I’ve seen things…

“I’ve seen things you people wouldn’t believe. Attack ships on fire off the shoulder of Orion. I watched C-beams glitter in the dark near the Tannhauser gate. All those moments will be lost in time… like tears in rain… Time to die.” – Roy, “Blade Runner”

Of all the qualities I find hard to understand in my fellow humans, one that’s especially baffling is incuriosity. The universe is such a vast and amazing place, and we each have so little time in which to take it all in… how could anyone not want to soak in as much of nature’s wonders as possible?

Children, of course, are naturally curious. Curiosity is the impetus that drives their learning about the world: What happens when I drop this egg? What does a dog think? Why am I right-handed but he prefers his left hand? Why is the sky blue?

So many questions. We all had them at some point. But for some of us, sometime in our early years, that curiosity faded, as did the sense of wonder.

Which is why yesterday’s total solar eclipse across the U.S. was such a joy. News broadcasts, social media posts and photos from coast to coast showed kids and grownups of all ages taking a break from their normal daily activities to go outside, don cheap, silly-looking glasses — if not welders’ helmets or boxes with pinholes — and stare at the Sun as it changed from bright disk to crescent to blotted-out corona. And almost every image showed them doing so with child-like grins of delight. The eclipse was special and amazing and wonderful and just so cool.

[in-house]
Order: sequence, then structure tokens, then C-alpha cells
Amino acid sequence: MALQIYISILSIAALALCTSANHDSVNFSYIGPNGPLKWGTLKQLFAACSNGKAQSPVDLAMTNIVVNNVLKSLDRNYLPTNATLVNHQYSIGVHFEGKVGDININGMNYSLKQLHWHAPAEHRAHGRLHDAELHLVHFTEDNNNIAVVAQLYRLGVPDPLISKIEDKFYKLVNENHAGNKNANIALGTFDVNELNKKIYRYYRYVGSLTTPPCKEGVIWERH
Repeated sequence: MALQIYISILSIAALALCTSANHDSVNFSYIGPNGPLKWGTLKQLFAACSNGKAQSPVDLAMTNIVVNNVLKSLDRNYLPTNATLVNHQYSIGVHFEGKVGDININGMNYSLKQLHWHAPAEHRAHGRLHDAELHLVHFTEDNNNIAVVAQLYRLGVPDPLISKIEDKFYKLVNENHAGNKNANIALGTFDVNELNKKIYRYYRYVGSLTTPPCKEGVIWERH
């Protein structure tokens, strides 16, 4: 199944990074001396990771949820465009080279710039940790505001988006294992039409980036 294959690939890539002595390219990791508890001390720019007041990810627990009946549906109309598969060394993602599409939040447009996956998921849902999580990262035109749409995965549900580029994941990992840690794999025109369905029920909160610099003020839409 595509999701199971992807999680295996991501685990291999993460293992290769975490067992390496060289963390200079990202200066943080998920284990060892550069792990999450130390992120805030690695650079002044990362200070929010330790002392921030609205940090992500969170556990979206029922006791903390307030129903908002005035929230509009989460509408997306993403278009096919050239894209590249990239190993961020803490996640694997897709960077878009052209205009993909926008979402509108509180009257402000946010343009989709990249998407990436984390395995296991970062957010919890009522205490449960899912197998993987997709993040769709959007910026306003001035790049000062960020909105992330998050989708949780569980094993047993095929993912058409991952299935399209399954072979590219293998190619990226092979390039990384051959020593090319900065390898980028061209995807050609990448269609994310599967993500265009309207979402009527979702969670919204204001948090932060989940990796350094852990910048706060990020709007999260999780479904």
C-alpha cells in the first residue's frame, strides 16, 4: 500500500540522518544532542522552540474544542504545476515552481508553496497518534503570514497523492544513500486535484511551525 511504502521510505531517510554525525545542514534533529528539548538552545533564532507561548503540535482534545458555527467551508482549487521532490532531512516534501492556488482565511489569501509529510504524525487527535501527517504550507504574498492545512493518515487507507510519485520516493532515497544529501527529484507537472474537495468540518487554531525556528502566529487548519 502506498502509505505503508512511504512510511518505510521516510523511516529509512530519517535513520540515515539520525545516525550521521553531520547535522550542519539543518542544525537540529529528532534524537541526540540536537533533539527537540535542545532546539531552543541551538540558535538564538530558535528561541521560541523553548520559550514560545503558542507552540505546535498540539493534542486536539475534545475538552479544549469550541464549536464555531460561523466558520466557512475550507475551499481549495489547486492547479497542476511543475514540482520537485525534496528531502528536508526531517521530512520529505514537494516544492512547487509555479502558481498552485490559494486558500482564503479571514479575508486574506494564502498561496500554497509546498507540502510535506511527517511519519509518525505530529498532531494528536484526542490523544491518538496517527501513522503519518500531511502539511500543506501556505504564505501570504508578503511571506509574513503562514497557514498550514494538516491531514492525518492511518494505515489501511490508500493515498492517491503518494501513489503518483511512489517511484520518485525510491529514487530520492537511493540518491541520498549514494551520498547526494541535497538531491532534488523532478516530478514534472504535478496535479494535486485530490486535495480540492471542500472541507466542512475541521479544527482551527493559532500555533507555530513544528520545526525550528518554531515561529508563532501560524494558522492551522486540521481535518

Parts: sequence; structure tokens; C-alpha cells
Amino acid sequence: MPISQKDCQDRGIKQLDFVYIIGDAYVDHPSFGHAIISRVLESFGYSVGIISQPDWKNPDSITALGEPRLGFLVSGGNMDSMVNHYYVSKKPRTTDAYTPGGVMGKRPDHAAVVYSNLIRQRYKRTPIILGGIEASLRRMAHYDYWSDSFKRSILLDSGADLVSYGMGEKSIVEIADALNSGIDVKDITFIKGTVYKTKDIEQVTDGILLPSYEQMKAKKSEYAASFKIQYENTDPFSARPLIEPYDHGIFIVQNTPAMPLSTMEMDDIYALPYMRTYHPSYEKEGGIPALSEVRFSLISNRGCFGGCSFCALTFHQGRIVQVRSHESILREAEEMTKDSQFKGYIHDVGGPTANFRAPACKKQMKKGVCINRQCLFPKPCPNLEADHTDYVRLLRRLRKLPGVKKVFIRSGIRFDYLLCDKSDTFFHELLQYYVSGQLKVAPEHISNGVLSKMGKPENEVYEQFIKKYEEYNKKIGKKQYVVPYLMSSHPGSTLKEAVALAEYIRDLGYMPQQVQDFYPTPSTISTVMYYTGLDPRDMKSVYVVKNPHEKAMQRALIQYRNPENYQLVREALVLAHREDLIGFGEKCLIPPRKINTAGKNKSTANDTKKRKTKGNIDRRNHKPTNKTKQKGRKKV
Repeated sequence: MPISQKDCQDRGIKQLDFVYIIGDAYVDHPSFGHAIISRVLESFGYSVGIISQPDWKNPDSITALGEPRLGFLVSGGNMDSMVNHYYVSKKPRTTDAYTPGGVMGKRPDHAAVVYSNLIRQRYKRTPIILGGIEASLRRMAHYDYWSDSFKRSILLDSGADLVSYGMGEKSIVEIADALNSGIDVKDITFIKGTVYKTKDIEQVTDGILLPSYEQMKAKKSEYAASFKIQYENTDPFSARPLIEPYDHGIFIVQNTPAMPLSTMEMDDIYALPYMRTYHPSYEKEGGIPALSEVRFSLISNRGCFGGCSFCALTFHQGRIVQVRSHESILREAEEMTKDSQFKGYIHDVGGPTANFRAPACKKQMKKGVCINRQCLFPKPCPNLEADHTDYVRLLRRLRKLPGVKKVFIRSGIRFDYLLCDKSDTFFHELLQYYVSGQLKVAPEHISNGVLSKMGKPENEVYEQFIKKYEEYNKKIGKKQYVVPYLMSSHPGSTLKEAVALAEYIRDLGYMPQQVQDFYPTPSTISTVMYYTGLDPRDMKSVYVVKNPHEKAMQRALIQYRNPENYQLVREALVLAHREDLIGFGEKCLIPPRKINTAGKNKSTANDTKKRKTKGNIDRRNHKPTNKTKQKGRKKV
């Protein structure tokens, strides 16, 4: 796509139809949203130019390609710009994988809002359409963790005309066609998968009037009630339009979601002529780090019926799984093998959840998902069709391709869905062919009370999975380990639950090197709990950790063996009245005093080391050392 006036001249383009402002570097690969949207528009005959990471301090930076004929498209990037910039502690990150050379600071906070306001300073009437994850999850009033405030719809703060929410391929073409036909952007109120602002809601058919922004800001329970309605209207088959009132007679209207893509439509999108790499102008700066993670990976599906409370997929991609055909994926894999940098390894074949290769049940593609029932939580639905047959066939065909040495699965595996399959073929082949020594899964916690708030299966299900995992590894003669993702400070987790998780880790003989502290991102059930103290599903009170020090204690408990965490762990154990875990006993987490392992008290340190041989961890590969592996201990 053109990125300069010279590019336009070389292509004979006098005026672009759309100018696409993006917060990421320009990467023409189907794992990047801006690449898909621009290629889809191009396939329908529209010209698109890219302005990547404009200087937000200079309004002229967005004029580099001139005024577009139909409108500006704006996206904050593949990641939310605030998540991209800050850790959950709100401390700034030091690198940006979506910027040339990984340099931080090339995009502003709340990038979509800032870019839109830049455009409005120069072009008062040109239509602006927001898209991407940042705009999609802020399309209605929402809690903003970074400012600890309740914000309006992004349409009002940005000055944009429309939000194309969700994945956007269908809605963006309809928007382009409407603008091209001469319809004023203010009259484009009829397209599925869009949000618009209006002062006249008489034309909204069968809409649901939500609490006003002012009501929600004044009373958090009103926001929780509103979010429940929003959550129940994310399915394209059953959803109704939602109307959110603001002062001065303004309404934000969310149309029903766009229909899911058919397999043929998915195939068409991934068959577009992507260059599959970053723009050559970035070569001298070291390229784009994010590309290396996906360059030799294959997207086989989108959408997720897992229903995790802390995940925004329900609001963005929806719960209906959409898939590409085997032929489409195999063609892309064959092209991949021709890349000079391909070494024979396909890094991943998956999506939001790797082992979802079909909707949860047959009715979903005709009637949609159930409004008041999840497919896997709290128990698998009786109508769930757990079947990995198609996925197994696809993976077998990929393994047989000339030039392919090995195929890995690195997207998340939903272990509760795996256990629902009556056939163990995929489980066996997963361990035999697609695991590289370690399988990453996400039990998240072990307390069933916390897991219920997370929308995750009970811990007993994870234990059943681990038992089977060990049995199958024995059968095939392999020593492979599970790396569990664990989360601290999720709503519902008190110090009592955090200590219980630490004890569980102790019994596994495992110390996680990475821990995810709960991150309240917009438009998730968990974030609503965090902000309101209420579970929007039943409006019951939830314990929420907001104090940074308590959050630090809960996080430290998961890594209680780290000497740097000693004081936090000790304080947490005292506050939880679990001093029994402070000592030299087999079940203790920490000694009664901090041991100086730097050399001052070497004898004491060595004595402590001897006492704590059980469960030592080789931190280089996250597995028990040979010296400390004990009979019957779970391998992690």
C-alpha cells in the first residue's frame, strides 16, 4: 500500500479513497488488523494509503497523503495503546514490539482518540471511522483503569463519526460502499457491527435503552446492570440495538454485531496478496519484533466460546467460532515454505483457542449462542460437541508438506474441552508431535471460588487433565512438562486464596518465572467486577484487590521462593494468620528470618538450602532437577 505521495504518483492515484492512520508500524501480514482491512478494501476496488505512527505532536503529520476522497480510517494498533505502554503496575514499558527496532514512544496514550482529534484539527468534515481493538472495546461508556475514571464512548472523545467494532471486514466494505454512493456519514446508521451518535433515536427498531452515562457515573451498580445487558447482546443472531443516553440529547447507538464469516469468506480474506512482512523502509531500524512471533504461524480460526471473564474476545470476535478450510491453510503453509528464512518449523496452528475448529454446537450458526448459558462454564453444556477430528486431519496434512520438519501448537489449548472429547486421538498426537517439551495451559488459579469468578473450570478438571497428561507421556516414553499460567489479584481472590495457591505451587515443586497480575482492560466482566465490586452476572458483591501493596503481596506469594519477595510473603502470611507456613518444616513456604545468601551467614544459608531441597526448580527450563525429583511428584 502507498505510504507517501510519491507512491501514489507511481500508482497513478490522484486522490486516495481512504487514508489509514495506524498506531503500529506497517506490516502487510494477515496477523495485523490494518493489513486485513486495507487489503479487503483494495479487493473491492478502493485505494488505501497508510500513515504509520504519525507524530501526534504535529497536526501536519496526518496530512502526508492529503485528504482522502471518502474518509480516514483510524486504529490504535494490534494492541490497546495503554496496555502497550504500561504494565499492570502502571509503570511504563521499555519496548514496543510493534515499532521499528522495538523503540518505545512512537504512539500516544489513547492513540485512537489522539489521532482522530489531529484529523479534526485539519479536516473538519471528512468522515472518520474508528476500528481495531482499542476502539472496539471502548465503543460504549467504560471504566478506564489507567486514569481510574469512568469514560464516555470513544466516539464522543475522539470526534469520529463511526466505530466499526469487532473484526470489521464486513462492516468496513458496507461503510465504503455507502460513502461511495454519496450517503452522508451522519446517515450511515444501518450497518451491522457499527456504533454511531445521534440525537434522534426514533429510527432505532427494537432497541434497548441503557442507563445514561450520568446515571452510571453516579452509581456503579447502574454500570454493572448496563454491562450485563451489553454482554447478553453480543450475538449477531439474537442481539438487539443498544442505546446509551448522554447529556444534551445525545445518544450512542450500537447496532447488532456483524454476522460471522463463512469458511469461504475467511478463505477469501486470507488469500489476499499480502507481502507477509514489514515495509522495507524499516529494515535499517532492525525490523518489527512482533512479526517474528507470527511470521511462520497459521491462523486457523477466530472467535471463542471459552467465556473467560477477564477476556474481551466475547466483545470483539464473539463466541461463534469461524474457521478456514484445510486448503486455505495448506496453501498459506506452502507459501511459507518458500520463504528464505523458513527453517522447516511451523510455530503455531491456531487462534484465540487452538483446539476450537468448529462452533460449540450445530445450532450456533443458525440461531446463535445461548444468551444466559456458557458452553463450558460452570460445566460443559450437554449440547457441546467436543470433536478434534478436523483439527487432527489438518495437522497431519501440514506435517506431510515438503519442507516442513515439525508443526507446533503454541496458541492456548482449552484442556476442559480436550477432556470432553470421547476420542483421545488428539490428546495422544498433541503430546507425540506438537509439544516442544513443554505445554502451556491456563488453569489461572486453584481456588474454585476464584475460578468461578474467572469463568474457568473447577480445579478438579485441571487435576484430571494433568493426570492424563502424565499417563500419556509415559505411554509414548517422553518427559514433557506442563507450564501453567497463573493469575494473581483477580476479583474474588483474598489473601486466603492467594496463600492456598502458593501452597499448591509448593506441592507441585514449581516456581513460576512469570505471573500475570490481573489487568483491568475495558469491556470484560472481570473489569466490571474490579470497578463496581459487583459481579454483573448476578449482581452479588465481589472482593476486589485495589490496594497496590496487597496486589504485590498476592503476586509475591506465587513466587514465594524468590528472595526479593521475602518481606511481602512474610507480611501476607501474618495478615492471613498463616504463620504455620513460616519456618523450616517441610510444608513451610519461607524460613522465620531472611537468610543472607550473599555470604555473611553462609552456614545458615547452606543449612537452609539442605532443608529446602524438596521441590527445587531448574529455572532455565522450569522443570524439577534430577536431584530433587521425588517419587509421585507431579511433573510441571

Surprisingly, there were tears too. My favorite moment was when The Weather Channel’s Stephanie Abrams had just watched the totality end in Madras, Oregon, took off her glasses to begin wrapping up the moment and was suddenly speechless, choking with emotion. She didn’t know why she was so emotional, she said… she just was.

I’ll admit I shared those tears. And I suspect many others did as well. A brief glimpse of nature’s all-too-often ignored grandeur — a peek at God, if you will, whatever God might mean to you — especially while in the company of millions of your fellow humans, can do that.

Hold onto such moments, if you can. Because wonder and curiosity are not just for children, as yesterday’s little miracle showed. They enrich the mind and the soul, and draw us together in good ways, when far too many other things pull us apart. We need more of these moments… many, many more.

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